Venous peripheral blood was used for hematologic, hemoglobin, DNA, and expression studies

Complete whole blood cell count was obtained in all subjects, by electronic cell counters (Gen-S and LH750 Hematology Analyzer, Beckman Coulter). Types and amounts of hemoglobin were determined by high performance liquid chromatography (Bio-Rad Variant II analyzer, Bio-Rad). Two-level calibration of the instrument and sample analysis were carried out according to the manufacturer's recommendations. In some subjects, globin chain synthesis analysis was carried out as previously reported. 12

Genomic DNA was obtained with standard methods. The KLF1 gene was sequenced using previously described primers. 6 The common single nucleotide polymorphism C → T at position −158 of the HBG2 promoter (XmnI site rs7482144) was detected by direct digestion of polymerase chain reaction amplified DNA with XmnI restriction enzyme. 13 Genotyping of individual single nucleotide polymorphisms in the HBS1L-MYB (rs9399137) and BCL11A (rs 11886868) 14,15 loci was performed using TaqMan genotyping assay (Applied Biosystems).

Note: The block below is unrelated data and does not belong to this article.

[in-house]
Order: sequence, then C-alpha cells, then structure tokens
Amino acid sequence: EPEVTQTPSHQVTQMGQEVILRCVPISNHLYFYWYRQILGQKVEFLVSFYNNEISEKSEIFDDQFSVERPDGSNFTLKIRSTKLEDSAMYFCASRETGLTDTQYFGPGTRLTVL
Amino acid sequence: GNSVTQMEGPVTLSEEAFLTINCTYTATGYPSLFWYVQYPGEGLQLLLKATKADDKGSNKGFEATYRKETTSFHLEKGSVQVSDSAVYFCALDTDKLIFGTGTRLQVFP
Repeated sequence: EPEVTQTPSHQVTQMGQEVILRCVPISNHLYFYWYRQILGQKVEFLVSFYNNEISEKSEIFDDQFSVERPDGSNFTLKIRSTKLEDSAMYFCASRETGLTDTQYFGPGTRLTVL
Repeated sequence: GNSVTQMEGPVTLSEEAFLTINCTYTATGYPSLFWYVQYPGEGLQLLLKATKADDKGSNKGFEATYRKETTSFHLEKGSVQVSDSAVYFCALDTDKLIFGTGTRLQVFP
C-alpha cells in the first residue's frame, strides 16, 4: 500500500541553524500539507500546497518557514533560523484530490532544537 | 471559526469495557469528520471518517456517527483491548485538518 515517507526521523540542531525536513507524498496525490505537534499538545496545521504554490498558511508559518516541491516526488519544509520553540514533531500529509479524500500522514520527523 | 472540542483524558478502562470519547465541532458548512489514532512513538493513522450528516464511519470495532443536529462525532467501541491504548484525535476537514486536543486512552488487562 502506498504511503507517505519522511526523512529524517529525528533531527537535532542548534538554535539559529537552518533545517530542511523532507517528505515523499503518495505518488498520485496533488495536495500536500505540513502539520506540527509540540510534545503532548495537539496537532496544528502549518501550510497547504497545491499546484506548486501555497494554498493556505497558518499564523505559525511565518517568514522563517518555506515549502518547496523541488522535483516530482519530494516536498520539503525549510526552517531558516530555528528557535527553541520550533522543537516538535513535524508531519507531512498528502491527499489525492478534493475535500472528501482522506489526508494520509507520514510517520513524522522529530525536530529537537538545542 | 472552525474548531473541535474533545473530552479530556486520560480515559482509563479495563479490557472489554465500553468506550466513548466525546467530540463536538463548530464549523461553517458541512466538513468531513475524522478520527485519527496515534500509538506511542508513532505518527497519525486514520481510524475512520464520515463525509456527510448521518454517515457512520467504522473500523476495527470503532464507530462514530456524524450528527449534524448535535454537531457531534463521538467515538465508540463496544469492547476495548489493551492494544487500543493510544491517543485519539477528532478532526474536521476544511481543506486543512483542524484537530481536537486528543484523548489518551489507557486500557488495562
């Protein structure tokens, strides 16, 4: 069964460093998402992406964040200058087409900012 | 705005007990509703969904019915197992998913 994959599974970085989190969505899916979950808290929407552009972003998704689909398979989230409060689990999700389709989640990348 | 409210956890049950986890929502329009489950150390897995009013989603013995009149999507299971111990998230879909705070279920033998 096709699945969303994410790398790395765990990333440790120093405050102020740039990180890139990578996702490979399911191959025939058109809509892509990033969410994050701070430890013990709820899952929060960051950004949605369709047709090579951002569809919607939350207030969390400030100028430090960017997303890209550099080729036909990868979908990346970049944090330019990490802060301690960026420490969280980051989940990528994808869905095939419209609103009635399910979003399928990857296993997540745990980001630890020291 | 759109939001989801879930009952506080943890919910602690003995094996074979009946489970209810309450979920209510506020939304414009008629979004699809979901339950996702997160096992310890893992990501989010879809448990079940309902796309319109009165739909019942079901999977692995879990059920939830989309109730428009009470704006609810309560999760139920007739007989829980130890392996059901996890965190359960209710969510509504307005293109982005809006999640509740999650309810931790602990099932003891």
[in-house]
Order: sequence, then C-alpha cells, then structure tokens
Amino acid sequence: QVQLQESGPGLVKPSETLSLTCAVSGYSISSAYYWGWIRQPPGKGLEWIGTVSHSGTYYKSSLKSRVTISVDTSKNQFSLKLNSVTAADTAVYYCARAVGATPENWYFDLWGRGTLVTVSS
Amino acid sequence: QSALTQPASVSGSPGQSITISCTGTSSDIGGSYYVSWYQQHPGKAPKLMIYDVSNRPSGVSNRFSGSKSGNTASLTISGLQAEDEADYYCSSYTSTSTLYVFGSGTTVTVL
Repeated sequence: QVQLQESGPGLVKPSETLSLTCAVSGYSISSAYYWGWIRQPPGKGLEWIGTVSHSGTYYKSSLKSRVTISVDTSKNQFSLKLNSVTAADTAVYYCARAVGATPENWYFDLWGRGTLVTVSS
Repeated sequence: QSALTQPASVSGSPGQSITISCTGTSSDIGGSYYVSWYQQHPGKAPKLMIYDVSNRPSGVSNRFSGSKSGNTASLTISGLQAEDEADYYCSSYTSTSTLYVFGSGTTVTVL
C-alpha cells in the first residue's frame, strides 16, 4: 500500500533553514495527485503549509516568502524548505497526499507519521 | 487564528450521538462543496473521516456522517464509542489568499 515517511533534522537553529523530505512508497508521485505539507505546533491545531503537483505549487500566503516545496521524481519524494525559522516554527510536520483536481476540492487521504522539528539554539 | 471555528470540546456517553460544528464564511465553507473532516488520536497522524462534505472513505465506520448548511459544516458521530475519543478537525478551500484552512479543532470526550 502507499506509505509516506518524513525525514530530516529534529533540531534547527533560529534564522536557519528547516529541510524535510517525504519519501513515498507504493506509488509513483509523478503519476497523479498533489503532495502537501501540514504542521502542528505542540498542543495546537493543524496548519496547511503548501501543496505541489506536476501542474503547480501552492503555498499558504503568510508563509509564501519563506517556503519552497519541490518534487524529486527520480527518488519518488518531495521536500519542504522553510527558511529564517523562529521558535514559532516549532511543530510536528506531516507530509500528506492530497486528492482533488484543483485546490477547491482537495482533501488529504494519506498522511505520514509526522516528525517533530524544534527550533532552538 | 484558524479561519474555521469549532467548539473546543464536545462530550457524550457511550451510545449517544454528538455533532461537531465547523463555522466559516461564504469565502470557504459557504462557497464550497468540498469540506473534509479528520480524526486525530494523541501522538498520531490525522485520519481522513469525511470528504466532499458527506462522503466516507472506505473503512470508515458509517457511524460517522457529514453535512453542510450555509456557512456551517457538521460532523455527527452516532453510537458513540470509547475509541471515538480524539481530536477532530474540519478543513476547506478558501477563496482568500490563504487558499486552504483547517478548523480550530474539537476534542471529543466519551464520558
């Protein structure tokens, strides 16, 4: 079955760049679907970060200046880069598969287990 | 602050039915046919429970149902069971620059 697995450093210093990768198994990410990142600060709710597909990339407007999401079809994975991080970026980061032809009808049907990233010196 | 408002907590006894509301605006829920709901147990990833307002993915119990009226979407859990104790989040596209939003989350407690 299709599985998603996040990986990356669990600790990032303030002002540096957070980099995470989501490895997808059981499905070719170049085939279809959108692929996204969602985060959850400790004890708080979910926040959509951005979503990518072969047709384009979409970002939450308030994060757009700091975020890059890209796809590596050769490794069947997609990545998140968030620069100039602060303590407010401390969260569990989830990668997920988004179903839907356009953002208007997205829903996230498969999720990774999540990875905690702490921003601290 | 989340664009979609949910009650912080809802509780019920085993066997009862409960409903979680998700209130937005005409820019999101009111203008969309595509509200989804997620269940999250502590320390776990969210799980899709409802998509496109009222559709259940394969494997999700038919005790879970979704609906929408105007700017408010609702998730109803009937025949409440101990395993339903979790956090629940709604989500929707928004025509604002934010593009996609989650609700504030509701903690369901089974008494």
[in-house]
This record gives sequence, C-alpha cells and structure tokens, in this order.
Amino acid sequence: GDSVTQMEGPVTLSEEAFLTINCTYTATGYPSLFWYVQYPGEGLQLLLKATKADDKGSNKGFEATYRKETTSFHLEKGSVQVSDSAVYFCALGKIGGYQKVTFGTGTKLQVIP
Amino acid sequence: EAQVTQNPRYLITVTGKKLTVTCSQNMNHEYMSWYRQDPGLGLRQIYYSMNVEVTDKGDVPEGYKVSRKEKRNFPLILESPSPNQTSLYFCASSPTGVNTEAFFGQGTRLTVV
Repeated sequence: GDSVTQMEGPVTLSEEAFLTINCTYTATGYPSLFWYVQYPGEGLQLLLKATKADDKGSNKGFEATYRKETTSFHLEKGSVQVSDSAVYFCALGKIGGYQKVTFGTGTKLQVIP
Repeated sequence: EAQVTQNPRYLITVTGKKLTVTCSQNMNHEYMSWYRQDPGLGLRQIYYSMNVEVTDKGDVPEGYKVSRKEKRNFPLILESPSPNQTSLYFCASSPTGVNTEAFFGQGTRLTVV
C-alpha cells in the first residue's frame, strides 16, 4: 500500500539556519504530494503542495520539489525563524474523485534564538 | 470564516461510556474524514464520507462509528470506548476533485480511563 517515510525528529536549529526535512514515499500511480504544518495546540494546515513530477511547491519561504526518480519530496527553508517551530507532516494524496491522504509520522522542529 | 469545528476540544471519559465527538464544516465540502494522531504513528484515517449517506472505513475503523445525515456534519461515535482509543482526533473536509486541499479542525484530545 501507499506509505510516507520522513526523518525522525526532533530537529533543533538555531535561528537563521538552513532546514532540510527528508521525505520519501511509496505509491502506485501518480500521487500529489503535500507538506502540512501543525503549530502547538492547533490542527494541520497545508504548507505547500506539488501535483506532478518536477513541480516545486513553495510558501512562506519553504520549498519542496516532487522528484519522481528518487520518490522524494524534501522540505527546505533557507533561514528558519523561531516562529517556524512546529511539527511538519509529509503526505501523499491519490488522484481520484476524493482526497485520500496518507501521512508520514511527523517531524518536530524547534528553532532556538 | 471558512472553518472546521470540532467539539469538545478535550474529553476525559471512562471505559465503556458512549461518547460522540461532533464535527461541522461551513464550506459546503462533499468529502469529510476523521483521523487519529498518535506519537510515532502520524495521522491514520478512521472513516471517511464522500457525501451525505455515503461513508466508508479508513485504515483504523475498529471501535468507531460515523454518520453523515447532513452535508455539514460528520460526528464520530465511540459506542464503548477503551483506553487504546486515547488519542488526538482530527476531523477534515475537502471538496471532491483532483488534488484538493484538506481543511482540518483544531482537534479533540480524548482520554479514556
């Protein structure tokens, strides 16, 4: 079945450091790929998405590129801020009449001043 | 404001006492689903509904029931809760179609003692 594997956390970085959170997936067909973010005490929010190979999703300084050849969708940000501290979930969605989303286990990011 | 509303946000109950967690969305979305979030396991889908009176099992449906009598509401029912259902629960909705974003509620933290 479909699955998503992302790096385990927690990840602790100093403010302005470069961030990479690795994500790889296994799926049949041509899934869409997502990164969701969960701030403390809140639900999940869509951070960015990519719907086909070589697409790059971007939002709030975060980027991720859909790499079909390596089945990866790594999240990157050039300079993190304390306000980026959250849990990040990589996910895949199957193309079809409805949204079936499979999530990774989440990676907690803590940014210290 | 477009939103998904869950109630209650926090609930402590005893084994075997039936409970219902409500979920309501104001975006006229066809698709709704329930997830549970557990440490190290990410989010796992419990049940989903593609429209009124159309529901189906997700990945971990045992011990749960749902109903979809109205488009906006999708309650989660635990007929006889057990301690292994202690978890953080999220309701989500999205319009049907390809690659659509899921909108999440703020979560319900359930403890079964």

The 2-step liquid erythroid cultures were obtained from peripheral blood with the procedure developed by Fibach et al. 16 Real-time RT-PCR quantification of mRNA expression was carried out using TaqMan RNA Assay kits according to the manufacturer's protocol (Applied Biosystems).

The amounts of mRNA relative to the endogenous 18S RNA were calculated on day 9 and day 11 of the second phase of liquid culture growth using the comparative cycle threshold (Ct) method (2 −ΔΔCt ). 17 The experiments were carried out in triplicate.